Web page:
Snap. Crackle. Pop.
Snorkeling in a coral reef sounds a lot like pouring milk over a morning bowl of Rice Krispies. I never would have realized that if I hadn’t stopped to listen. And now I find myself listening to everything: the whoosh of the wind, the creak of the sails, the whirring of the 16th Street cabin fan, the clatter of the anchor, the splash of the bow, the half hourly chime of the clock. And those are only the sounds of the ship. Palmyra was rife with the sound of birds, Fanning of children, and as we sit anchored and waiting for clearance, I look forward to listening to the sounds of Kiritimati.
In focusing on the sounds of my environment, I find I’m a better listener in conversation too. Where I once constantly felt the need to one-up others, to tell the better story, to fill the silence – never quite listening to those around me, but always thinking of what to say next – I’ve taken on a more observant role. Rather than asking someone how they’re doing out of social due diligence, I find myself actually interested in the answer. Rather than inputting the sound of my own voice, a sound I am already much acquainted with, I gravitate towards the voices of others.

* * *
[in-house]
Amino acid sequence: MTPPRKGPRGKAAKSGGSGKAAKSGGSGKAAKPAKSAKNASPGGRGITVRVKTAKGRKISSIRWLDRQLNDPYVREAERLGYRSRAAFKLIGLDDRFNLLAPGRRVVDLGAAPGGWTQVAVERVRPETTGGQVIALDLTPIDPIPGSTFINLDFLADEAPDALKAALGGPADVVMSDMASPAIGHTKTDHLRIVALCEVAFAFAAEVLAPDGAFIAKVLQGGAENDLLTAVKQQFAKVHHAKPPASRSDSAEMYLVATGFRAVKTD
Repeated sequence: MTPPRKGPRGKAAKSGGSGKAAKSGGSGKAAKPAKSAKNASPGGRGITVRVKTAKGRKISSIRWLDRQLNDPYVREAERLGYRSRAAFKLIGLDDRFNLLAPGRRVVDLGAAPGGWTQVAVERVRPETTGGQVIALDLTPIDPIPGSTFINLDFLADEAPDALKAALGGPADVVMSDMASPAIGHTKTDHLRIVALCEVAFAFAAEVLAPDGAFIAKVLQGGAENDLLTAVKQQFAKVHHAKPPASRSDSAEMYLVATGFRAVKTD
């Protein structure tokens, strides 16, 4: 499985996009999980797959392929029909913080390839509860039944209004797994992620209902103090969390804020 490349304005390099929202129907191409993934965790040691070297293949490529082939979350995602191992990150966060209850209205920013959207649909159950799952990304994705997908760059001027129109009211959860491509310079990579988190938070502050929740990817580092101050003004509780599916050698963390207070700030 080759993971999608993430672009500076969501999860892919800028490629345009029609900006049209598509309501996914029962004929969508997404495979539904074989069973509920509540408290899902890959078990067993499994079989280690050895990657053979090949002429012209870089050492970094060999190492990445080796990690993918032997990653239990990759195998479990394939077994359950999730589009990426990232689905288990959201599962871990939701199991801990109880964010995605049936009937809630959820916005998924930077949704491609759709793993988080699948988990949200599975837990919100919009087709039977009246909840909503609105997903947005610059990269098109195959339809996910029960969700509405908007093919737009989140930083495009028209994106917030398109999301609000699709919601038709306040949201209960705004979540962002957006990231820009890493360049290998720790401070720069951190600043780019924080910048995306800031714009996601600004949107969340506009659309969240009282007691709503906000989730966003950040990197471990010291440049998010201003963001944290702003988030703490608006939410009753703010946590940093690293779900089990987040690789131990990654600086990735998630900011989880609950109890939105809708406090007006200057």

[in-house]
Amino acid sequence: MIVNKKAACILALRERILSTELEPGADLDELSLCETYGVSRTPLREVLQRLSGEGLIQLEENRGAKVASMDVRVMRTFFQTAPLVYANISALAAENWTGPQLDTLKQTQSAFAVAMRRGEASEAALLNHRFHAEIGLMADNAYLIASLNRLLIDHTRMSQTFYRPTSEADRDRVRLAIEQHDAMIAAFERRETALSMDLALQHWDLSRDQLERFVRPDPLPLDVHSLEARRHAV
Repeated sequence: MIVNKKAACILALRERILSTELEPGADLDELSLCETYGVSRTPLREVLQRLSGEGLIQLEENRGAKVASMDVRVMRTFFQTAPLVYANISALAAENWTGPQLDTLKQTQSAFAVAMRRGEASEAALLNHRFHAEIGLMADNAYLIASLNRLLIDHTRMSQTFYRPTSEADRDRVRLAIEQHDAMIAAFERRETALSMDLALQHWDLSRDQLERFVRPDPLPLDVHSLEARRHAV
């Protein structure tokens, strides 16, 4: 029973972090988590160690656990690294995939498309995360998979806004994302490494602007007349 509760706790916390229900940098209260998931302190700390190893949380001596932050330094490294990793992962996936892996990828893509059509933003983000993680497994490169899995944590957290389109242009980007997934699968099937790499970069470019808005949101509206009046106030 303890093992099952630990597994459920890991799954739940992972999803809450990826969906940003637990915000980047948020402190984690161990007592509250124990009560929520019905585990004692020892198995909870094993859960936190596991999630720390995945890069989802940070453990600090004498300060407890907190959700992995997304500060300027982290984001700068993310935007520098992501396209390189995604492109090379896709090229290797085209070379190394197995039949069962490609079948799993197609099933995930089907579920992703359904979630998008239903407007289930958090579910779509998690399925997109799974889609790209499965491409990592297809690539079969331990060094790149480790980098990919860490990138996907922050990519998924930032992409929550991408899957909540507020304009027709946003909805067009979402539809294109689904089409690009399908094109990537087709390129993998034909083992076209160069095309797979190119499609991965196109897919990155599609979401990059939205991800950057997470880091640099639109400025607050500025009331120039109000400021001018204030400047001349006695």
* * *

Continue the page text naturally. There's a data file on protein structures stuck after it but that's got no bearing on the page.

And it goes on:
In listening, I’m learning a lot from my shipmates. I’m learning about their personalities and individual histories; I’m learning about their opinions and leadership approaches. In turn, I’m more aware of the ship’s community dynamic and emotional atmosphere.
Alexis and Don the engineer enjoying a conversation at sunrise
Of course, life aboard the Robert C. Seamans is a little different than the life many of us lead ashore. We don’t have midterms to study for or bike traffic to navigate. We don’t have appointments to schedule or office hours to attend. That’s not to say that life aboard the ship isn’t stressful at times, but our situation does allow us to be more in tune with the natural world around us.
So I ask, how often do you stop and listen? How often do you listen and really pay attention to those around you, to the world around you? While not all of us have the opportunity to sail for five weeks on a tall ship, all of us have access to nature. So take a step outside, close your mouth, and open your ears. There’s a whole world of sound out there if only you stop and listen.